In politics, incumbent candidates have an unfair advantage - so much so that we keep thinking about term limits. As Mel Brooks would say "It's good to be the king". In technology, in contrast we love to churn our technology incumbents. Remember BUNCH, the Big 5 consultants, Baby Bells? De-throned, deposed.
The restructuring usually happens by sector - telecomm, hardware etc. Never in my two decade long IT career have I seen as I do today so many tech sectors simultaneously in churn And in many cases, the challengers are not the 6th or 8th market share player in the category but often brand new players out from left field.
Telecomm - threatened by VoIP providers, municipal WIFI, even Google?
Enterprise software - threatened by SaaS, open source, third party maintenance, may be even Google?
Outsourcers/systems integrators - offshore vendors, rural vendors, amazon- you kidding me?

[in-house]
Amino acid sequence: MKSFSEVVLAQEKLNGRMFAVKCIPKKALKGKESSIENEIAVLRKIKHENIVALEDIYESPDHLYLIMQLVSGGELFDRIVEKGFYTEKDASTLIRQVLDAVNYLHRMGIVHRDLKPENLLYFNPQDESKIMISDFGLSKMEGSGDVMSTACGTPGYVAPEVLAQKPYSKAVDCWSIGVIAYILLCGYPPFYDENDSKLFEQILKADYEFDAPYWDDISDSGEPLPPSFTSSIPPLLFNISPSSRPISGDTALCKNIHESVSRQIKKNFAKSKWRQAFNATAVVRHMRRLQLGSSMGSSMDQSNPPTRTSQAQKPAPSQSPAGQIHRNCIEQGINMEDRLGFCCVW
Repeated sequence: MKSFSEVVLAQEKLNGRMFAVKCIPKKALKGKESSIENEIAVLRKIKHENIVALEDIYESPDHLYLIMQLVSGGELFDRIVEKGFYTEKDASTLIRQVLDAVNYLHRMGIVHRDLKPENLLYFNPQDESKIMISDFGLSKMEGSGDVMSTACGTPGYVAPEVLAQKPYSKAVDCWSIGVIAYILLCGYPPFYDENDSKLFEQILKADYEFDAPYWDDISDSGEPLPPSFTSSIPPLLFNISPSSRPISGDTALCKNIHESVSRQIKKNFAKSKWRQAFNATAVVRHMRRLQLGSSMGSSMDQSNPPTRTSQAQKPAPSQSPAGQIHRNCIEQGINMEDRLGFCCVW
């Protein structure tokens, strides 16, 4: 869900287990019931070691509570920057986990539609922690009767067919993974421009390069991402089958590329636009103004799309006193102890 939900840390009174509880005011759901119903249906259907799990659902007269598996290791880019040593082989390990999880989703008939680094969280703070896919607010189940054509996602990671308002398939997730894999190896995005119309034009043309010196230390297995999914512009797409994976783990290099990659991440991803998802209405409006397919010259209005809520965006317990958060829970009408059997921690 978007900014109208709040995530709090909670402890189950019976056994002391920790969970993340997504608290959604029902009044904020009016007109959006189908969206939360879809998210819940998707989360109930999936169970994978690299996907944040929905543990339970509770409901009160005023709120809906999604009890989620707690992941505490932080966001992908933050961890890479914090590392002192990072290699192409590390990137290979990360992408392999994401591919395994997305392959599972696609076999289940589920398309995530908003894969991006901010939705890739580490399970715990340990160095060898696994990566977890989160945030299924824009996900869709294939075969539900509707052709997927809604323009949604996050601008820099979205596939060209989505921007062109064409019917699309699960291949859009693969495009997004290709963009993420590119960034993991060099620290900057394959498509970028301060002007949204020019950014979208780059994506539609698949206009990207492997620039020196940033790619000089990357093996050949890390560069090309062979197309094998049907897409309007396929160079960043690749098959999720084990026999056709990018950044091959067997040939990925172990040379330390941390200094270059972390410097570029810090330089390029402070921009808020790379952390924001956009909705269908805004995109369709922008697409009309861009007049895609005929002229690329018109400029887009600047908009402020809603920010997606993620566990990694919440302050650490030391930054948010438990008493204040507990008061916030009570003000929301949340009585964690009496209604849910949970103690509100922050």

Hardware - The Chinese, Linux based products
I could go in to sub-sectors but you get the point.
The instinctive reaction of most incumbents (today that would include IBM, Microsoft, SAP, Oracle, EDS, Accenture, Verizon) is to focus on account control, "value sell", spread FUD about start-ups - increase their sales and marketing budgets. Instead, investing more in R&D and cutting prices may be a far better response. Of course, they will worry about what Wall Street thinks of resulting lower gross margins and higher development costs.
More than Wall Street they should worry about Main Street. The average CIO is far less likely to continue to re-up on the golf course like his/her predecessor a decade ago. Not when the CEO is reading about China and India in Friedman's The world is flat and about VoIP in airline magazines and comes back and questions the CIO about it.
Uneasy lies the head that wears a crown. Shakespeare wrote that over 4 centuries ago. Still true today. Change Mel's quote to "It's good - but nerve wracking - to be a technology king"